“Snoqualmie Falls is a place revered as sacred for thousands of years,” said Lois Sweet Dorman, Snoqualmie Tribal Council member.
Snoqualmie, WA (PRWEB) June 18, 2015
Every year at Snoqualmie Falls, the Snoqualmie Indian Tribe observes the National Day of Prayer to Protect Native American Sacred Places. This year the event takes place on Friday, June 19th beginning at 6am. At the ceremony, the Snoqualmie Indian Tribe adds its prayers, songs and energy to those of people around the globe gathering to pray for the protection of Native Sacred Places, many of which are in danger.
“Snoqualmie Falls is a place revered as sacred for thousands of years,” said Lois Sweet Dorman, Snoqualmie Tribal Council member. “Water is universally a Sacred Being, part of sacred ceremonies in faiths and religions across the world. For the Snoqualmie and other Indian Tribes of the Salish Sea region, this is the Transformer’s gift to the People; a place of healing and transformation. As Snoqualmie, it is our sacred duty and responsibility to be the Spiritual Stewards of Snoqualmie Falls.”
This year marks the 13th National Day of Prayer to Protect Native American Sacred Places. The event is recognized throughout the country with gatherings involving American Indians and non-Natives alike. The first National Day of Prayer took place in Washington D.C. and nationwide on June 20th, 2003 to emphasize the need for Congress to enact a cause of action to protect Native sacred places. That need still exists.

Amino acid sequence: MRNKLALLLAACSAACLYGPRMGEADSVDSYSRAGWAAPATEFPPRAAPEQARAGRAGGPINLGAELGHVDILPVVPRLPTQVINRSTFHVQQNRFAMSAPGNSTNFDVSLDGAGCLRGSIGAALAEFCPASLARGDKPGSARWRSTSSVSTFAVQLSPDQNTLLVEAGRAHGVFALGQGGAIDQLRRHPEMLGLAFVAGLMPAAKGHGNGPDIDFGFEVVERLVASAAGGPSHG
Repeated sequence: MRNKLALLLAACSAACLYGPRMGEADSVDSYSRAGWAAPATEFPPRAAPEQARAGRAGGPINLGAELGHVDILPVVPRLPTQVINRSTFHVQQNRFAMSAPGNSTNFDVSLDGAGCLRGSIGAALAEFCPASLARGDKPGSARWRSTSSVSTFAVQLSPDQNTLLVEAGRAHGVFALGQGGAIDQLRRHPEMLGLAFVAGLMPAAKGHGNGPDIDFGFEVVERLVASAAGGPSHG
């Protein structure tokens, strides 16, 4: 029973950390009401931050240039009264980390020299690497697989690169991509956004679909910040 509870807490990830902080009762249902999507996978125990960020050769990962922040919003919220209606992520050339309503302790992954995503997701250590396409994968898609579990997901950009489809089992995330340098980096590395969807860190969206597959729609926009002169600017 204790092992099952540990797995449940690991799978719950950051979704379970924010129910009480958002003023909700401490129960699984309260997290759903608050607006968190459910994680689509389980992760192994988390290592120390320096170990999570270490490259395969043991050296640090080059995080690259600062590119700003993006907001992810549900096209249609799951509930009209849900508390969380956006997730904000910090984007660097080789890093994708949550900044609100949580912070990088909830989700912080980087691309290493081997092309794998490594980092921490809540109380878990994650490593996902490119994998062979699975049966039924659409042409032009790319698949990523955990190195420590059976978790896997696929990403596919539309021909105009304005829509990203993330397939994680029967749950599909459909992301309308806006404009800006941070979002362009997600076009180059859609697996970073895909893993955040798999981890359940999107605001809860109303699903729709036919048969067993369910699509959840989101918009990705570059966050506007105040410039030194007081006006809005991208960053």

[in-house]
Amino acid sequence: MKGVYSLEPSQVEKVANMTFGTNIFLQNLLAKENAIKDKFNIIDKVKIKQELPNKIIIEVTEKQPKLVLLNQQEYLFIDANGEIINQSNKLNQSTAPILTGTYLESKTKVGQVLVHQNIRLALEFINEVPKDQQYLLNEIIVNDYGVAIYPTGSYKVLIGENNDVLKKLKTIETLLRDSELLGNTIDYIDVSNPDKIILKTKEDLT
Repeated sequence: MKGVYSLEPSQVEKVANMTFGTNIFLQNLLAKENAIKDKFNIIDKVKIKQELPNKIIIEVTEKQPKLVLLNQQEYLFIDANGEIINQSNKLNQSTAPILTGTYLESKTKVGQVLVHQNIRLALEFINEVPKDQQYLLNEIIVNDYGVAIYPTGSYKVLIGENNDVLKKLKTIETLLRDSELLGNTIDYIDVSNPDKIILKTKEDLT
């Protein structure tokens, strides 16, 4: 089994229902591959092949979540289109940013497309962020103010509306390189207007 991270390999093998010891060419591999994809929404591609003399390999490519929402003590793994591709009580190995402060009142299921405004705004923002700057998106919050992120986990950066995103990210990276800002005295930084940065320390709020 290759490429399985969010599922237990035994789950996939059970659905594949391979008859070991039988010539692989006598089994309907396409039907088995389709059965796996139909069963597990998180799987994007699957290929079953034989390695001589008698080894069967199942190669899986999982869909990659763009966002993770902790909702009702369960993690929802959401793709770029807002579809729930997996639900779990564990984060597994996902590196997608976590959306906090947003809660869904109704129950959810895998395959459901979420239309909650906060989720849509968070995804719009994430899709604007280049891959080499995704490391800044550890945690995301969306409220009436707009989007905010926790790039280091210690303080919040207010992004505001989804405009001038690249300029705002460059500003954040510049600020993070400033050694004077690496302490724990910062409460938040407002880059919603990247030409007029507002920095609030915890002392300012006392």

Over two million people come from all over the world to visit Snoqualmie Falls annually. With its 268-foot waterfall, the breathtaking site is listed on the National Register of Historic Places as a Traditional Cultural Property.
Snoqualmie Falls is a sacred landscape forever impacted by development, yet the push for more continues relentlessly. Says Sweet Dorman “We are still here. We are still praying. We remain united in Spirit. In the Spirit of Snoqualmie Falls.”
The Snoqualmie Indian Tribe is a federally recognized tribe in the Puget Sound region of Washington State. Known as the People of the Moon, Snoqualmie tribal members were signatories to the Treaty of Point Elliott in 1855. The Tribe owns and operates the Snoqualmie Casino in Snoqualmie, WA. For more information, visit http://www.snoqualmietribe.us.
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Lois Sweet Dorman, Snoqualmie Tribal Council Member